If there is one lesson to draw from this crisis for education, it is that it is indispensable to build human rights-aligned, non-market, spaces, with a strong public sector, that guarantee equal services for all, even in cases of contingency. Human rights norms and standards are more relevant than ever in these times, and the recently adopted Abidjan Principles provide clear guidelines to help States build more equitable, solid and effective education systems.

Perhaps most critical is to ensure that post-COVID, free public education systems are sustainably financed through action on budget shares, progressive taxation, increased aid, moratorium of debt payments and a push back against austerity policies (as articulated in the recent Call to Action on Domestic Financing of Education). They should use this funding to focus on developing sustainable, resilient, public education systems. Where governments are financing private schools or engaging with tech companies for online learning, regulatory measures should be taken to ensure the right to education and protect the most vulnerable.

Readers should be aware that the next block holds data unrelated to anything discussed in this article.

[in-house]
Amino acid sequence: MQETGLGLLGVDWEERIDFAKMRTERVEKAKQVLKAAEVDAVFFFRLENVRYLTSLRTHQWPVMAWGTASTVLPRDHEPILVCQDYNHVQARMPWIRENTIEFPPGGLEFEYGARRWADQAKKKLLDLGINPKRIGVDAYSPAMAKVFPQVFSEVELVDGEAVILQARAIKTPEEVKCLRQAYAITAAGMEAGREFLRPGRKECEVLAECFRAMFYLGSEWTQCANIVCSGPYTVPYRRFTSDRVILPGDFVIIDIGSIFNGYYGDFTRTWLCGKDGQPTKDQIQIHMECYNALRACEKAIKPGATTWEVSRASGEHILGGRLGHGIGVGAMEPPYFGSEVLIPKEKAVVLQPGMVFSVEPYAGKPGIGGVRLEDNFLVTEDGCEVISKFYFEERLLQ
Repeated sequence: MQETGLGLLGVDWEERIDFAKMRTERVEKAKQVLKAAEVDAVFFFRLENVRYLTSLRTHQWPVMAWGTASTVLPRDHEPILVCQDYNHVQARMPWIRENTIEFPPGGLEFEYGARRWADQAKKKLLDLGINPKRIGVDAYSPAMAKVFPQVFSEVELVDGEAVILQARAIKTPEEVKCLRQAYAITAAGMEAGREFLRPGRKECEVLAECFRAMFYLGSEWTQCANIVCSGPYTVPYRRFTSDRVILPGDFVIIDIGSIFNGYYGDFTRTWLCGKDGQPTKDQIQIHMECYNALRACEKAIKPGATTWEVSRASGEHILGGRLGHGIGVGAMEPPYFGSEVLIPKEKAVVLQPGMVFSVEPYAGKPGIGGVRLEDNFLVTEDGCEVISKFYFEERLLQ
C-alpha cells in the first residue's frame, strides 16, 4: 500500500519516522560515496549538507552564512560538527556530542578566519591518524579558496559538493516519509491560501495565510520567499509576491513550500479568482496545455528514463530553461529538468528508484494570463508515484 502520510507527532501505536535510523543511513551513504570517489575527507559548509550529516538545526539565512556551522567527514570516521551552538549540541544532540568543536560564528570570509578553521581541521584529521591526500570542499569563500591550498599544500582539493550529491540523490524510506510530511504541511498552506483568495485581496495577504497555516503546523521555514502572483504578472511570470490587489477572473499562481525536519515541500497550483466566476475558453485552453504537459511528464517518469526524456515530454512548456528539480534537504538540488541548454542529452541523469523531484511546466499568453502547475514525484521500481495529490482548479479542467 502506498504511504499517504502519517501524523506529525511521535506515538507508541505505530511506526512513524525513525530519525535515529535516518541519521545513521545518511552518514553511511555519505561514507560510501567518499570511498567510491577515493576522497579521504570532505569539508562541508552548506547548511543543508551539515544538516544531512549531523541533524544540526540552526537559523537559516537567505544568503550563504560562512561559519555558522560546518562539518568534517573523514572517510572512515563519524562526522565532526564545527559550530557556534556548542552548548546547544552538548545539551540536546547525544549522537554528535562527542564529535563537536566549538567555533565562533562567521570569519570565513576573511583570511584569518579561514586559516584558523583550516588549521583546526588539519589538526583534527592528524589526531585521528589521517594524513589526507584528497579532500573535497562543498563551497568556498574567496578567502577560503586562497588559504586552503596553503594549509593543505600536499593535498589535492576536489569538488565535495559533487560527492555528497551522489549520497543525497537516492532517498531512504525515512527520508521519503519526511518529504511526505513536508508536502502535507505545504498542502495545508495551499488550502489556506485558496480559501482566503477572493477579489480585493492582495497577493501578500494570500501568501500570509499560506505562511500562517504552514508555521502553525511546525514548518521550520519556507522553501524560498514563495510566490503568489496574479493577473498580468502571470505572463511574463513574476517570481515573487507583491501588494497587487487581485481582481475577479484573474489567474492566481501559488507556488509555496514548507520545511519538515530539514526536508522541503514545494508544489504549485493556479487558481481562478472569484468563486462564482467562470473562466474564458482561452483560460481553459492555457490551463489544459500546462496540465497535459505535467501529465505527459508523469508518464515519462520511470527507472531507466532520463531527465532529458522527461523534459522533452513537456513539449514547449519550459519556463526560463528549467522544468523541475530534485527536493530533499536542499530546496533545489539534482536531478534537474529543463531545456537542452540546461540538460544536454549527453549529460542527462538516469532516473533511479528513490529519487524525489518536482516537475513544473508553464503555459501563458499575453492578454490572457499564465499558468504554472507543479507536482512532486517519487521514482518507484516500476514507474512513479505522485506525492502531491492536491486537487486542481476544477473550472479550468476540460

As policy-makers are considering how to rebuild their economies, governments have a unique opportunity to learn from the current crisis and build solid free public education systems that will help humanity to face the challenges that arise in the coming decades.

by:

  • Global Initiative for Economic, Social and Cultural Rights
  • Solidarité Laïque
  • Brazilian Campaign for the Right to Education
  • Initiative for Social and Economic Rights
  • Global Campaign for Education-US
  • Asociación Civil por la Igualdad y la Justicia (ACIJ)
  • Oxfam India
  • ActionAid
  • The East African Centre for Human Rights (EACHRights)
  • Right to Education Initiative
  • Latin American Campaign for the Right to Education (CLADE)
  • The International Federation of Centers for Training in Active Education Methods (Ficeméa) 
  • Equal Education
    Members of the Privatisation in Education and Human Rights Consortium